Yesterday, God surprised me. My class was about Christian love. I offered several definitions and space in my handouts for each person to write in a name of someone needing love. As we read Scripture and various illustrations, I asked them to think of ways they could love that person.

After the class we all went to the worship service. Our pastor originally intended to bring us something else but on Friday, God changed his mind. Instead, his
topic was Christian love. He offered several definitions, asked us to write in our handouts the name of someone needing love, read Scripture and gave various illustrations, then asked us to think of ways we could love that person.

Later I was thinking that someone in my class needed just a bit more. One lady told me that she was having trouble loving some people she works with, and had been praying for help and ideas. Another said, “I get it, finally.” A couple people from my class wondered if the pastor and I had collaborated, but of course we didn’t.

Often God uses a double-whammy to reinforce His ways into our hearts. This morning I get a second (or is it a tenth?) reminder from Him about my own questions and concerns. Various events had me thinking again about the future. What if my husband’s blood test results on Wednesday show another big jump in his white cell count? What if we must move into another residence that has minimum upkeep? What if . . . and my list goes all over the map.

So I asked this morning for words that I need to hear, and even though they are out of context (God can do that), these words are God’s answer to my questions. They are from Genesis 22. “And Abraham called the name of the place,
The-LORD-Will-Provide; as it is said to this day, ‘In the Mount of the LORD it shall be provided.’”

He will take care of me. Stop stewing. The God who can put the same thoughts into the heads two vastly different people and cause them to be presented the same day to the same group (plus others), is quite able to take care of all sorts of details. Caring for me is not a big deal for God.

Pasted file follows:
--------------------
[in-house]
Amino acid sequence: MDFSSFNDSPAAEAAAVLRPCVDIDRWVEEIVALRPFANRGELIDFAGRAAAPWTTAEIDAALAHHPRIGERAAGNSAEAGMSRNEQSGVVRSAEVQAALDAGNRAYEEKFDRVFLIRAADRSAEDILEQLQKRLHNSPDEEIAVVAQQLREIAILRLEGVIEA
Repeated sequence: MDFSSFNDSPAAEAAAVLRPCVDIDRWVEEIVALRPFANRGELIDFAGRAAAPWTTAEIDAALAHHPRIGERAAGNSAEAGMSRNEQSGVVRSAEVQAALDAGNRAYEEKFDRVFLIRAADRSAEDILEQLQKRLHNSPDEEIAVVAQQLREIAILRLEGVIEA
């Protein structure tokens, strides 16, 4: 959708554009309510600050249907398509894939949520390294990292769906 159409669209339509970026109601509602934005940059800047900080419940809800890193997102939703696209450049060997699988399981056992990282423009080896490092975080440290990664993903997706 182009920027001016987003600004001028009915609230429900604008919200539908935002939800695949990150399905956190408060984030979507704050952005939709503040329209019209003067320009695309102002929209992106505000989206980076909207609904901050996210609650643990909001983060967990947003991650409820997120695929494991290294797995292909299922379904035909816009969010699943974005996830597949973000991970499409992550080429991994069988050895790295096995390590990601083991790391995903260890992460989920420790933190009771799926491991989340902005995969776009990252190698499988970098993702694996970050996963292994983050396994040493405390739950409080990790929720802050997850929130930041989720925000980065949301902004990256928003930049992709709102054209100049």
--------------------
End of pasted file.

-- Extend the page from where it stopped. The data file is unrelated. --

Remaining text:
Again, He urges me to just trust Him; trust Him for this day, for Tuesday,
and Wednesday, for the rest of the week. Trust Him for what He has planned for our future, and for what He is doing in the lives of those on my heart and my prayer list. He proves over and over that He is an amazing God.

Btw, our son taped the three PBS shows, “Walking the Bible” by Bruce Feiler, and yesterday invited us to watch with him. The host is a Jewish travel book writer whose responses to this experience are worth the three hours of watching it, never mind the incredible locations that this documentary series covers. While some of Feiler’s observations lack biblical accuracy, they are easy to ignore as
his spiritual understanding opens up and as he gives viewers a good look at some amazing places in the Bible. I had no idea the Sinai desert looks like it does! If you have opportunity, be sure to see this series.

January 14, 2007

Staying power needed

One of my fears about growing old is becoming spiritually useless. After many rounds with the enemy, I’m concerned that he finally gets me down and I stop praying, and stop growing. Aches and creaky bones can be a distraction too. Constant physical struggle has a way of turning me from caring about others to being occupied only with myself.

The Old Testament patriarch, Jacob, blessed his sons before he died. As he blessed Joseph, he changed his pronouns and with that, seemed to be reminding me that God will take care of those fears. From Genesis 49, this is part of what he said:

“The archers have bitterly grieved him, shot at him and hated him. But his bow remained in strength, and the arms of his hands were made strong by the hands of the Mighty God of Jacob . . . by the God of your father who will help you, and by the Almighty who will bless you with blessings of heaven above, blessings of the deep that lies beneath. . . .”

Years ago, when I first began understanding the Bible, a section of Psalm 71 jumped out at me and became my prayer. Jacobs words remind me of it.

“Do not cast me off in the time of old age; do not forsake me when my strength fails. For my enemies speak against me; and those who lie in wait for my life take counsel together, saying, ‘God has forsaken him; pursue and take him, for there is none to deliver him.’

“O God, do not be far from me; O my God, make haste to help me! Let them be confounded and consumed who are adversaries of my life; let them be covered with reproach and dishonor ho seek my hurt. But I will hope continually, and will praise You yet more and more. My mouth shall tell of Your righteousness and Your salvation all the day, for I do not know their limits.